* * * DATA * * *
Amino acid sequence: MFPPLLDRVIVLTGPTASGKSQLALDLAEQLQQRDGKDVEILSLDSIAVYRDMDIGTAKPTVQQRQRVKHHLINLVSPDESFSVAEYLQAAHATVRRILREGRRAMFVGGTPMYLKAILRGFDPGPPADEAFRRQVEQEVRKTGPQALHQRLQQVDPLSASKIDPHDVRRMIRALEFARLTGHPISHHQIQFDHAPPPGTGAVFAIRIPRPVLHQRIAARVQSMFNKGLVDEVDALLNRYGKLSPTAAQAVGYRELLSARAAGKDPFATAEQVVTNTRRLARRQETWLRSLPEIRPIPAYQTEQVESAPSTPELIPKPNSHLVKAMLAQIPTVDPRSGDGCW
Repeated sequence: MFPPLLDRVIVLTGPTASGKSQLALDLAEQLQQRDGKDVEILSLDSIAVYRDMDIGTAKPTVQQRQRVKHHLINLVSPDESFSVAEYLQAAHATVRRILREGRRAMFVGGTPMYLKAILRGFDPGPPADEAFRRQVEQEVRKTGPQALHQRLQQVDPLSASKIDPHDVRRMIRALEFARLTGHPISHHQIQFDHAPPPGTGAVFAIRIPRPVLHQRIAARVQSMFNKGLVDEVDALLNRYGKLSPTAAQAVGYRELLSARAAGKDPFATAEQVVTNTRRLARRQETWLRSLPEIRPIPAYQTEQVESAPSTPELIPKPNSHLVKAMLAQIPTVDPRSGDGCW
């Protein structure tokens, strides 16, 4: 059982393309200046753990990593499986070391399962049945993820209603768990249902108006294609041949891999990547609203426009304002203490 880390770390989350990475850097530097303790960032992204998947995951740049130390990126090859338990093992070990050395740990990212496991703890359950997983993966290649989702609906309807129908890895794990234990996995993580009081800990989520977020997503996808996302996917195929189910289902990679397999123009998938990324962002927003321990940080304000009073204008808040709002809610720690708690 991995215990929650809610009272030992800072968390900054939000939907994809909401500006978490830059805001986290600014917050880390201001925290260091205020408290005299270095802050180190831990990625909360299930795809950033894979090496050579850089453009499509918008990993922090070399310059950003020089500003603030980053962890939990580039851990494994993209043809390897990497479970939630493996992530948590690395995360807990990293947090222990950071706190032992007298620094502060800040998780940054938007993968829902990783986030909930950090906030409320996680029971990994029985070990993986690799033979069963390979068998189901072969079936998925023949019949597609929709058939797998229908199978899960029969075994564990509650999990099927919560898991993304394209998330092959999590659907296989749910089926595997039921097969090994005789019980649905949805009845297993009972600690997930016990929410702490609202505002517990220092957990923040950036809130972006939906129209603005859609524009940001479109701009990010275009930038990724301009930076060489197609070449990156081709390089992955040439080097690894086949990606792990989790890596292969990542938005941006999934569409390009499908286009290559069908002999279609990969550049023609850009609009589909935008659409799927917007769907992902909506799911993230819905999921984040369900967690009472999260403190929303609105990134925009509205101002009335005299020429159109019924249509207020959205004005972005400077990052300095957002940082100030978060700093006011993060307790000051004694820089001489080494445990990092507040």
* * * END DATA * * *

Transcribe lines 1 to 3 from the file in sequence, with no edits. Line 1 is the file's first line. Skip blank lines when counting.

Amino acid sequence: MFPPLLDRVIVLTGPTASGKSQLALDLAEQLQQRDGKDVEILSLDSIAVYRDMDIGTAKPTVQQRQRVKHHLINLVSPDESFSVAEYLQAAHATVRRILREGRRAMFVGGTPMYLKAILRGFDPGPPADEAFRRQVEQEVRKTGPQALHQRLQQVDPLSASKIDPHDVRRMIRALEFARLTGHPISHHQIQFDHAPPPGTGAVFAIRIPRPVLHQRIAARVQSMFNKGLVDEVDALLNRYGKLSPTAAQAVGYRELLSARAAGKDPFATAEQVVTNTRRLARRQETWLRSLPEIRPIPAYQTEQVESAPSTPELIPKPNSHLVKAMLAQIPTVDPRSGDGCW
Repeated sequence: MFPPLLDRVIVLTGPTASGKSQLALDLAEQLQQRDGKDVEILSLDSIAVYRDMDIGTAKPTVQQRQRVKHHLINLVSPDESFSVAEYLQAAHATVRRILREGRRAMFVGGTPMYLKAILRGFDPGPPADEAFRRQVEQEVRKTGPQALHQRLQQVDPLSASKIDPHDVRRMIRALEFARLTGHPISHHQIQFDHAPPPGTGAVFAIRIPRPVLHQRIAARVQSMFNKGLVDEVDALLNRYGKLSPTAAQAVGYRELLSARAAGKDPFATAEQVVTNTRRLARRQETWLRSLPEIRPIPAYQTEQVESAPSTPELIPKPNSHLVKAMLAQIPTVDPRSGDGCW
């Protein structure tokens, strides 16, 4: 059982393309200046753990990593499986070391399962049945993820209603768990249902108006294609041949891999990547609203426009304002203490 880390770390989350990475850097530097303790960032992204998947995951740049130390990126090859338990093992070990050395740990990212496991703890359950997983993966290649989702609906309807129908890895794990234990996995993580009081800990989520977020997503996808996302996917195929189910289902990679397999123009998938990324962002927003321990940080304000009073204008808040709002809610720690708690 991995215990929650809610009272030992800072968390900054939000939907994809909401500006978490830059805001986290600014917050880390201001925290260091205020408290005299270095802050180190831990990625909360299930795809950033894979090496050579850089453009499509918008990993922090070399310059950003020089500003603030980053962890939990580039851990494994993209043809390897990497479970939630493996992530948590690395995360807990990293947090222990950071706190032992007298620094502060800040998780940054938007993968829902990783986030909930950090906030409320996680029971990994029985070990993986690799033979069963390979068998189901072969079936998925023949019949597609929709058939797998229908199978899960029969075994564990509650999990099927919560898991993304394209998330092959999590659907296989749910089926595997039921097969090994005789019980649905949805009845297993009972600690997930016990929410702490609202505002517990220092957990923040950036809130972006939906129209603005859609524009940001479109701009990010275009930038990724301009930076060489197609070449990156081709390089992955040439080097690894086949990606792990989790890596292969990542938005941006999934569409390009499908286009290559069908002999279609990969550049023609850009609009589909935008659409799927917007769907992902909506799911993230819905999921984040369900967690009472999260403190929303609105990134925009509205101002009335005299020429159109019924249509207020959205004005972005400077990052300095957002940082100030978060700093006011993060307790000051004694820089001489080494445990990092507040």